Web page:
YALSA Award

Book Review: The Fault in Our Stars

The Fault in Our Stars
Author: 
Green, John
Rating: 
5 stars = Bohemian Rhapsody Awesome!
Review: 

Two teens, one struggling from cancer, one a cancer survivor, meet and start becoming close. The struggles of cancer, the chance of death, the fear of not leaving a mark on the world and so much more make their relationship hard at some points. John Green is a fantastic author who really draws you in. You get really invested into the characters and their lives and you start to feel their pain. This book will make you laugh, smile, cry, and jump up and down and it’s amazing. I would definitely recommend!

Reviewer's Name: 
Rylie

Book Review: Perfect Chemistry

Perfect Chemistry
Author: 
Elkeles, Simone
Rating: 
3 stars = Pretty Good
Review: 

This is a very cute, enemies to lovers story, with characters that you get very invested into. Brittany, the main character may in the outside seem to be an annoying popular girl but this book gives her so much complexity. Her love interest, Alex feels the pressure of being in a gang and protecting his family. As their romance blossoms, you really start to see how much they care for each other. If you like a romance/drama book, this is definitely for you!

Reviewer's Name: 
Rylie

Book Review: School's Out -- Forever

School's Out -- Forever
Author: 
Patterson, James
Rating: 
2 stars = Meh
Review: 

After the amazing complexity of The Angel Experiment, James Patterson’s School’s Out-Forever, is a slightly less-complex sequel in which the teens must navigate the muddy waters of public school while trying to stay out of the grasp of their previous captors. It features one large new addition to the story, an imposter among the group. Who could this imposter be? What is their purpose? There is only one way to find out, read the book. I enjoyed this book less than The Angel Experiment, primarily because it can get confusing at times in its complexity, but I would still recommend it to anyone who enjoyed the first book.
Grade: 11

Reviewer's Name: 
Harrison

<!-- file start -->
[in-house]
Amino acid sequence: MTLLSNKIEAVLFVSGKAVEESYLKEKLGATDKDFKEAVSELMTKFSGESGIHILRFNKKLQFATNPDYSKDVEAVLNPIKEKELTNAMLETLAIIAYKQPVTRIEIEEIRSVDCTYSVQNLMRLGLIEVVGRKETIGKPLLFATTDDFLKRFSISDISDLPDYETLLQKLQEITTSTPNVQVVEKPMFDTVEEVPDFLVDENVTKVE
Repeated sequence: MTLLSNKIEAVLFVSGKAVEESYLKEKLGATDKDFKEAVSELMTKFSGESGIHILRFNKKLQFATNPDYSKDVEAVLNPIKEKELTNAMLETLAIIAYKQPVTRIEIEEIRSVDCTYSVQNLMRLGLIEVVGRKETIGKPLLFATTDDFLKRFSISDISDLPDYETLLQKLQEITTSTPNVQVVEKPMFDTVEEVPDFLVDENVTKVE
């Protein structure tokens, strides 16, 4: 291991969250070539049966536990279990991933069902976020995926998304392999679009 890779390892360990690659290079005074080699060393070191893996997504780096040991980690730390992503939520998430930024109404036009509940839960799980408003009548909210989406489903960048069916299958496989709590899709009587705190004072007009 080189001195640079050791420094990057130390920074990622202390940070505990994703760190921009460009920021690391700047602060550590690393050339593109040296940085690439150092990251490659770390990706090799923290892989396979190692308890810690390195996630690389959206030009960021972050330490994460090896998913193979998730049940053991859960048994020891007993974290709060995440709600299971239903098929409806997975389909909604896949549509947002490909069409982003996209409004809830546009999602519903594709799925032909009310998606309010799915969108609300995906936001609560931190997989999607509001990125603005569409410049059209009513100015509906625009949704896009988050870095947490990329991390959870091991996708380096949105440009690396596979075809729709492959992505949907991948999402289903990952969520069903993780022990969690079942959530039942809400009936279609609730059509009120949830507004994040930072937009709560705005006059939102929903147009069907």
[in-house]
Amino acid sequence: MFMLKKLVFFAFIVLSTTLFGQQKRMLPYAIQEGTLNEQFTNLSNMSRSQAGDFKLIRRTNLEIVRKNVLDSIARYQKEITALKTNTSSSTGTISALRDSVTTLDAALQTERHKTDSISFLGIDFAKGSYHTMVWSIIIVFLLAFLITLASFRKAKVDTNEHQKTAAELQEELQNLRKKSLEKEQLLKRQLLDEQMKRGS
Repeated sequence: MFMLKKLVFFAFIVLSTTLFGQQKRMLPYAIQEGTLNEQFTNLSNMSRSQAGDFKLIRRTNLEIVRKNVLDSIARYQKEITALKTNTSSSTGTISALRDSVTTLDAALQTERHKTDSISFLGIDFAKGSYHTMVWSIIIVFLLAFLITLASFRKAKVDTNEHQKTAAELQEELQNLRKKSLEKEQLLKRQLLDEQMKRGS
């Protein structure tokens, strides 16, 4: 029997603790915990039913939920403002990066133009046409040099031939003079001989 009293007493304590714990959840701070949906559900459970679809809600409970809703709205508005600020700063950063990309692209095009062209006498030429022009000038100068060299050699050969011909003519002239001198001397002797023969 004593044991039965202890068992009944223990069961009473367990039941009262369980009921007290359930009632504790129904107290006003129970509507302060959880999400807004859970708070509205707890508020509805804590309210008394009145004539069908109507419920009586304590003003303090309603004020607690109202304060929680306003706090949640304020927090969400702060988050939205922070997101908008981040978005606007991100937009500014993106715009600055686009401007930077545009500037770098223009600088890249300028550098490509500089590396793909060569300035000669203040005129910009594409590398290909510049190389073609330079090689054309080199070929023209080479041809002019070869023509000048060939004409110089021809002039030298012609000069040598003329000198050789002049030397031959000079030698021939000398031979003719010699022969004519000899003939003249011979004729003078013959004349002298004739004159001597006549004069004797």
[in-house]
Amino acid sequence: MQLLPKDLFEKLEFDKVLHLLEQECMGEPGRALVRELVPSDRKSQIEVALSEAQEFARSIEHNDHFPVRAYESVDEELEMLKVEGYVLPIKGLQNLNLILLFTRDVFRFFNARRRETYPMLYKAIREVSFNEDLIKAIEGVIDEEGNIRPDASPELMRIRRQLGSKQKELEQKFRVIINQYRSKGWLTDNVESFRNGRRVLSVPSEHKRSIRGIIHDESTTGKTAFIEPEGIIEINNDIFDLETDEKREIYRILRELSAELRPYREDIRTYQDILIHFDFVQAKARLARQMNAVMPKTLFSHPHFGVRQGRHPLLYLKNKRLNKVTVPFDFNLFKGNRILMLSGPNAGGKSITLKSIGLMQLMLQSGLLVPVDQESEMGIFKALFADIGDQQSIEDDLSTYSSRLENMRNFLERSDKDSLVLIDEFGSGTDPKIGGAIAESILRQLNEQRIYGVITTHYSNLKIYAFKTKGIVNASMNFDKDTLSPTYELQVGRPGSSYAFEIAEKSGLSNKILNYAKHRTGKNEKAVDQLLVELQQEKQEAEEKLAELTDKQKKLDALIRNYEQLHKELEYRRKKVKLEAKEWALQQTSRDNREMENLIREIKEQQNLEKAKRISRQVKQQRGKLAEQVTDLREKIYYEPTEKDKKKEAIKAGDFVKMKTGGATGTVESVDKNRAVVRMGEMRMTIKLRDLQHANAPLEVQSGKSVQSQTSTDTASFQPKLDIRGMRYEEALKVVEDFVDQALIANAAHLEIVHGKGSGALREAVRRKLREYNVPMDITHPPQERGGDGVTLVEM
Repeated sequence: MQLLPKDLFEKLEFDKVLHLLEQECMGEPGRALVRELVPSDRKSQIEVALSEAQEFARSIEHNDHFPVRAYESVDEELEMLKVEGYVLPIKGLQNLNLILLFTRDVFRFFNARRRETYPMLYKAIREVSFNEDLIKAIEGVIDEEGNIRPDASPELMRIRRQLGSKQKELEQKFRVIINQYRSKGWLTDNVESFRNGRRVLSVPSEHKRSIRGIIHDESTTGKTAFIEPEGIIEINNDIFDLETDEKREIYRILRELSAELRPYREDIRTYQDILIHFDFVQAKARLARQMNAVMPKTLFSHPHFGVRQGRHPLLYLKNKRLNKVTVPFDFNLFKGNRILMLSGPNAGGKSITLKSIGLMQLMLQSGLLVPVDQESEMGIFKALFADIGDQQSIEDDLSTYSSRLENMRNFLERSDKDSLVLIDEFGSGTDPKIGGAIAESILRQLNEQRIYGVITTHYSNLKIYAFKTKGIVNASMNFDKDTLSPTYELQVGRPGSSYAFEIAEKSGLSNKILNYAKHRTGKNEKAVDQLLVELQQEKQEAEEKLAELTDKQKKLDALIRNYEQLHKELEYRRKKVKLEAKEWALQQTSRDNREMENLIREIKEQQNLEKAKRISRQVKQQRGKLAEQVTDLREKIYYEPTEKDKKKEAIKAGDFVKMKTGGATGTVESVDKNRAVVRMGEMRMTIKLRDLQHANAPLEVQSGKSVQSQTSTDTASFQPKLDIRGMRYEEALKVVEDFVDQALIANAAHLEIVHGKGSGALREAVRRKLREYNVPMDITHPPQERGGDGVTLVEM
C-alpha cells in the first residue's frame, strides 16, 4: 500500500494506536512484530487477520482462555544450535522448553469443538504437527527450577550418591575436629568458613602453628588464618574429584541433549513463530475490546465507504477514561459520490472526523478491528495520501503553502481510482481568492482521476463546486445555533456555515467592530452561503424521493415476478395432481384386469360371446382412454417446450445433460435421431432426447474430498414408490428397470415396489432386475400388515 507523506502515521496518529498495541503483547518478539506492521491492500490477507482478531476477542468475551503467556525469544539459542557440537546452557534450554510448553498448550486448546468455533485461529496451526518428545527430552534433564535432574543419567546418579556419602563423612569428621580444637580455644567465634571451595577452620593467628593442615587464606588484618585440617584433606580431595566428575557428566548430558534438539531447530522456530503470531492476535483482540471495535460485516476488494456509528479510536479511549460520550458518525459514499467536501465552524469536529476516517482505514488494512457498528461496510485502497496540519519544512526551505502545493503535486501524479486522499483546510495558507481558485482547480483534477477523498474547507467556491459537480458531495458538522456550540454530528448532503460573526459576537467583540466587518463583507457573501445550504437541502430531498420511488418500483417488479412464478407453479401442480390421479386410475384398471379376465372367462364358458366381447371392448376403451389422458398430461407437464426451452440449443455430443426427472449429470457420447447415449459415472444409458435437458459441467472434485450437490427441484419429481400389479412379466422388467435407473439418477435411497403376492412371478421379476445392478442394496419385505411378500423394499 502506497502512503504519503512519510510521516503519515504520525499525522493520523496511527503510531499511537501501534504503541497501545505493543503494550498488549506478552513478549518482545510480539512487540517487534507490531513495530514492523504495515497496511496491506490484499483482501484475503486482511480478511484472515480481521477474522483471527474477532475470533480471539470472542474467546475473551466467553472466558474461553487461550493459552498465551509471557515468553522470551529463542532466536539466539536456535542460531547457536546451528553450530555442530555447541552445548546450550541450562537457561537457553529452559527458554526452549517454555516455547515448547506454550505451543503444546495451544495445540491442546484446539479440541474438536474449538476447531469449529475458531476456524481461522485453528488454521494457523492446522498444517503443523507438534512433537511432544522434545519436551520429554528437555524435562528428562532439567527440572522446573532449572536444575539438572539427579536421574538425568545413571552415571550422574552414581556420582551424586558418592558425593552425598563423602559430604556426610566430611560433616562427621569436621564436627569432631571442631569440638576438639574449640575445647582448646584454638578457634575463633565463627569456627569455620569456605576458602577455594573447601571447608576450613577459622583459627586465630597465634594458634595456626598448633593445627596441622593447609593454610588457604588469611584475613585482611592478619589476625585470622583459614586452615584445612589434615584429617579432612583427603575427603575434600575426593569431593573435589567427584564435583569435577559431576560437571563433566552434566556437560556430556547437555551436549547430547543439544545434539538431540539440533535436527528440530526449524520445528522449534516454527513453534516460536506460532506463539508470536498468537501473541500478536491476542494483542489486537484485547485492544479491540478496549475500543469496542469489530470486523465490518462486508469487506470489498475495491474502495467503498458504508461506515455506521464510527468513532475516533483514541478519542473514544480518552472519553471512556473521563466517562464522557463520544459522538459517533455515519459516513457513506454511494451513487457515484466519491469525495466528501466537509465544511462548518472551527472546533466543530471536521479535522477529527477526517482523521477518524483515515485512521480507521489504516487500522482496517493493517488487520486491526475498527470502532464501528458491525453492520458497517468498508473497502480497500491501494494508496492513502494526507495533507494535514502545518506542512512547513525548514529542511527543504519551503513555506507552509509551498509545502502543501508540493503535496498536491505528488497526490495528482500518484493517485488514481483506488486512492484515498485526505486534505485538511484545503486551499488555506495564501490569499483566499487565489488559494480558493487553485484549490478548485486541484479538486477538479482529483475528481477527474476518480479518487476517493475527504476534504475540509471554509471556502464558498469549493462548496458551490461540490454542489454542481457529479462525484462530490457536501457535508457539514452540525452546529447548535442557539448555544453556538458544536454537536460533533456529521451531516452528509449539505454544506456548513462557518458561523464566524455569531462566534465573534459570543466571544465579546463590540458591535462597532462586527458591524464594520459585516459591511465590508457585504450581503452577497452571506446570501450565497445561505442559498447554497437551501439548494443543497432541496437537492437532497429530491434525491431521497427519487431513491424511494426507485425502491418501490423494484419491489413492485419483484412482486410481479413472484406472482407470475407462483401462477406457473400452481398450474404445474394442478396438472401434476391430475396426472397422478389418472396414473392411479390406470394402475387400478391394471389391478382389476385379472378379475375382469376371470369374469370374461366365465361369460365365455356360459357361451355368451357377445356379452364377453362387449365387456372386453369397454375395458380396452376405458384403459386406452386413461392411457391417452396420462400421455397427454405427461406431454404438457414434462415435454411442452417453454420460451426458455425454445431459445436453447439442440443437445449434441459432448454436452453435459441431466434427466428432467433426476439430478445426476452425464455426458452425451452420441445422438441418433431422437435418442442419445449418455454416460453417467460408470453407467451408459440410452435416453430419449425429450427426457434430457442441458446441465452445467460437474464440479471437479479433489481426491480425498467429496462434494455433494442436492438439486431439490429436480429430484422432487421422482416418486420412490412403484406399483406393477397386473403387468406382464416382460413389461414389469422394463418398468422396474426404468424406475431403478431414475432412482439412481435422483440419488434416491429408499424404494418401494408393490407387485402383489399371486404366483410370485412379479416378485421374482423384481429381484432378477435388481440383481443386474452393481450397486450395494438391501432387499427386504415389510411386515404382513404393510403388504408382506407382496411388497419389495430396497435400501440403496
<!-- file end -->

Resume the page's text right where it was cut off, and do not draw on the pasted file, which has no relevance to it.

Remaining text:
Awards: 

Book Review: The Angel Experiment

The Angel Experiment
Author: 
Patterson, James
Rating: 
4 stars = Really Good
Review: 

The Maximum Ride series by James Patterson is an amazing young-adult science-fiction series which follows the journey of six individuals who were given wings and other bird-like abilities by a genetics experiment. In the first novel, The Angel Experiment, the six have escaped the laboratory where they were held prisoner and are trying to remain free while being hunted by human-wolf hybrids that the experimenters have also sent to hunt them. I enjoyed the complexity of The Angel Experiment and would recommend it to anyone who enjoyed movies like Wolverine.
Grade: 11.

Reviewer's Name: 
Harrison

Book Review: Dash & Lily's Book of Dares

Dash & Lily's Book of Dares
Author: 
Cohn, Rachel and Levithan, David
Rating: 
2 stars = Meh
Review: 

Dash & Lily’s Book of Dares, co-authored by Rachel Cohn and David Levithan, is a lighthearted romance set at Christmastime. When Lily, a spunky nerd, leaves a red notebook filled with mysterious clues at the Strand in New York City, an unexpected relationship begins. Her notebook is found by Dash, a cynic who detests Christmas, and thus begins a montage of absurd dares as the red notebook is passed back and forth around New York City by the two teenagers and their strategically-placed relatives. Along the way, Dash and Lily come to believe they love each other, though they’ve never set eyes on each other before.

This book lacks a stable plot and character development. Lily’s character is unbearably obnoxious and immature, while Dash’s cynicism is over-the-top and irritating. Lily undergoes virtually no change through the duration of the book; however, Dash does open up and become slightly less self-absorbed. The authors’ excessive use of big, flowery language did not fit the characters. It seemed as though the authors believed this was necessary in order to portray Dash and Lily (mostly Dash) as intelligent and intellectual beyond their years, but I found it to be distracting and inappropriate for the context. The plot of this book was severely lacking. It was chaotic and disjointed, and never reached a strong climax. I was irritated with the unrealistic and completely bizarre parts, and disappointed when the ‘romance’ fell flat.

I understand that this book is meant to be fun and amusing, but it would have been much higher quality with likable characters and a coherent plot. I enjoyed the Christmas-y setting, but I believe the authors could’ve used New York City in a more impressive way for the dares. Only read this book if you’re in the mood for a fluffy, vapid story with no substance whatsoever. There are lots of Christmas romances out there, and I’m sure most are better than this one.

Reviewer's Name: 
Alexa

Book Review: The Alchemyst

The Alchemyst
Author: 
Scott, Michael
Rating: 
5 stars = Bohemian Rhapsody Awesome!
Review: